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Does The MAF Sensor Position Matter?
Car MAF sensors measures the amount of air entering an engine, then trigger specific actions based on what they sense. They provide fuel control, idle speed, and idle air control.
Yes! The MAF sensor position should be at least 6″ on a minimum straight piece of intake tube and 10″ from the throttle body. It can affect the fuel economy of your car, which can make having a bigger engine or better fuel efficiency worth it. Plus, the importance of the position exists on the side-to-side axis and top-to-bottom axis.
The MAF sensor position is mainly because the car’s computer can read how much air enters the engine through a specific position within the tube.
When you shift gears, you change how much air it needs. For example, if you are accelerating, you need more air going into your engine than cruising in fifth gear at a constant speed.
Many tubes feed air to other engine parts to ensure you get enough air for any given situation.
These tubes run through the same MAF sensor, and the computer can read which tube receives the most air.
If you are using your MAF sensor as a mass flow meter and looking for a specific tube to get more air, then you need to move that MAF sensor further away from your engine.
You can do this by purchasing and installing an intake system that puts the MAF sensor in a different location. This is because moving it even just a little will change how much air all of your tubes get.
How Do You Position a Mass Air Flow Sensor?
|Remove the MAF from your car and clean it with a brush||If it’s difficult to remove the MAF by hand, then use a tool such as a pliers.|
If your MAF has a metal wire around it, then make sure you clean the tine and copper wire too.
Now attach the sensor to something rigid like a ruler or wooden dowel. The stiff surface will help provide accurate readings.
|Set-up a fan so blows air through the sensor||The faster the airflow, the more accurate your readings will be. Turn on a faucet or hose to ensure the airflow is strong enough. |
You could also use a vacuum cleaner to create high-speed airflow.
|Measure the flow at different distances from the fan||Use a ruler or measuring tape to find out how far you can get before you stop getting accurate results.|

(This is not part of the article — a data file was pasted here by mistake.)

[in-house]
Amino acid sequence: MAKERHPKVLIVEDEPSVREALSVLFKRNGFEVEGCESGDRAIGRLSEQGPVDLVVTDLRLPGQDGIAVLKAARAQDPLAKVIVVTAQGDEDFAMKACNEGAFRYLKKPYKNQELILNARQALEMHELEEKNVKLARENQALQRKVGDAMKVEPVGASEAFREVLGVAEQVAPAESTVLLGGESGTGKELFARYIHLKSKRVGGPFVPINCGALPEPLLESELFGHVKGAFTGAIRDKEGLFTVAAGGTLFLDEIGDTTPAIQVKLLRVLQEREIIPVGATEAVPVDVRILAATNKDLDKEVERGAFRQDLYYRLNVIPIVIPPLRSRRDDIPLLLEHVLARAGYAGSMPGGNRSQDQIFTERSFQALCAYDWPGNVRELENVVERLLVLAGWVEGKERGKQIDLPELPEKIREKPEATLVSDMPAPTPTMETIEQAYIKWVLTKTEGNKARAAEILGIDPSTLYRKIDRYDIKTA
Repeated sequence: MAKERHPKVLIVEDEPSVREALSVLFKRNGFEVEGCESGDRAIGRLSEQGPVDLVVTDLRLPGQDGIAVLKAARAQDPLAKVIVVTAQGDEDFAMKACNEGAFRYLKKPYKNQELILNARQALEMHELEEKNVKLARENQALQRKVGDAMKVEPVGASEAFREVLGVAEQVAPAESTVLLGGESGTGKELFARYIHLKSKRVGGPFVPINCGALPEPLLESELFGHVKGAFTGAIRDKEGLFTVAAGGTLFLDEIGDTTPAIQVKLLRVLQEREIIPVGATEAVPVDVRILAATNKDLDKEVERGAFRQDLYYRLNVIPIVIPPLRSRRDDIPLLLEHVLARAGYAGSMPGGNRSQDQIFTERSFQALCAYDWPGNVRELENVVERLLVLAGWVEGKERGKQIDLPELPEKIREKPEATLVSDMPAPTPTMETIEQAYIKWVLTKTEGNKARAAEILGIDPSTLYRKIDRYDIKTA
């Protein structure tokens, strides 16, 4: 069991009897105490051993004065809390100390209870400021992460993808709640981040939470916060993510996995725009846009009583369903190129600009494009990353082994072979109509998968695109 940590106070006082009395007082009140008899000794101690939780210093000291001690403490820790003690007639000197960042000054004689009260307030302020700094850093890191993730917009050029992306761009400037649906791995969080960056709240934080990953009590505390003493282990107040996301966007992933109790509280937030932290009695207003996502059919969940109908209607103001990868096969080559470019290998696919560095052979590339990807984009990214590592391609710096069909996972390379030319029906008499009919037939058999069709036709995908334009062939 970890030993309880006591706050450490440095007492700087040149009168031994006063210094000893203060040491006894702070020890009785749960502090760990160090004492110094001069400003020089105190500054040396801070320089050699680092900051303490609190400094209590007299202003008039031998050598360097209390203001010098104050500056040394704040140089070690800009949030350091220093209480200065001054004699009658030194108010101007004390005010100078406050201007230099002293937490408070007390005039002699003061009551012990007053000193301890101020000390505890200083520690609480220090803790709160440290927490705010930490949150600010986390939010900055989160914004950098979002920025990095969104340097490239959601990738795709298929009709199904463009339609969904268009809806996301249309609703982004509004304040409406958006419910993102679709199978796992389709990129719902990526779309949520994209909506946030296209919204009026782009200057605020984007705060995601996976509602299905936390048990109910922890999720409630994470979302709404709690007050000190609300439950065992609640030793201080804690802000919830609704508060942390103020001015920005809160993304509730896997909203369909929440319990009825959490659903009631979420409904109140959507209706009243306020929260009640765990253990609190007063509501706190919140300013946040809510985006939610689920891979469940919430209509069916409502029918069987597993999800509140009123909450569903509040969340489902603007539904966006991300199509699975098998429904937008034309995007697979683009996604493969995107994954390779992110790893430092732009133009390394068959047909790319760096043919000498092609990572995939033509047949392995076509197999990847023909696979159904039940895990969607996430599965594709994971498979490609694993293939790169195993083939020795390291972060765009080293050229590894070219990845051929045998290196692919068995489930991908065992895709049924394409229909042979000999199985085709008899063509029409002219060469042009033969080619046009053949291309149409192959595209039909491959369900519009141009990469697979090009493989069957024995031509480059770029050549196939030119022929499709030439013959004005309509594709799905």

|Calculate the flow rate for each distance you measured||Divide your final reading by your initial readings to determine the flow rate for each position|
|Make sure no obstructions block airflow through the MAF sensor’s length.||If there is an obstruction, measure airflow from both sides (without moving it).|
If the airflow is higher on one side than the other, you know there is an obstruction.
You can eliminate or reduce the obstruction by adding more space on that side
|Adjust the height of the computer mounting bracket||Once you have calculated your flow rate, adjust the computer mounting bracket to match your sensor’s height.|
|Install the MAF into your engine bay||Ensure no obstructions in the engine bay that will affect airflow.|
|Check for squealing or any other noises from the sensor||If there is a noise, go back to step 4 and repeat until no noise is present. |
If the noise persists, contact the dealer for a professional inspection.
What Happens If You Use the Wrong MAF Sensor?
If you use a suitable MAF sensor for your car, there will be a positive impact on the performance of your vehicle.
For example, if you use a three-bar MAF (Mass Air Flow) sensor on a vehicle that requires four bars, the air coming into the engine will be short by one bar.
This will lead to the usage of less gas to burn and create power, which means less fuel economy.
The intake manifold sensor information on your OEM ECU sticker determines the good sensor to use.
The highest airflow sensor number represents the most air velocity, while the lowest airflow sensor number represents the least air velocity.
For this reason, I recommend using a four-bar MAF with your car. Your engine will always run rich at idle and low RPMs.
You want to be sure that the MAF is aware of the air velocity and giving proper readings, especially at low RPMs or idle.
In the past, I have seen people turn off their MAF sensors to improve fuel economy. This leads to problems with engine performance and the ECU throwing codes.
A four-bar MAF will always give the best fuel economy, even at wide-open throttle.
However, if your car is not experiencing a rich condition or is just looking for more power from your engine, you can turn off the MAF sensor to allow more air into the combustion chamber.
Where Does the MAF Go on A Cold Air Intake?
On a cold air intake, the MAF goes to the MAF sensor, which you can locate at the air filter assembly. The MAF sensor has a small opening on one side for the throttle body sparger.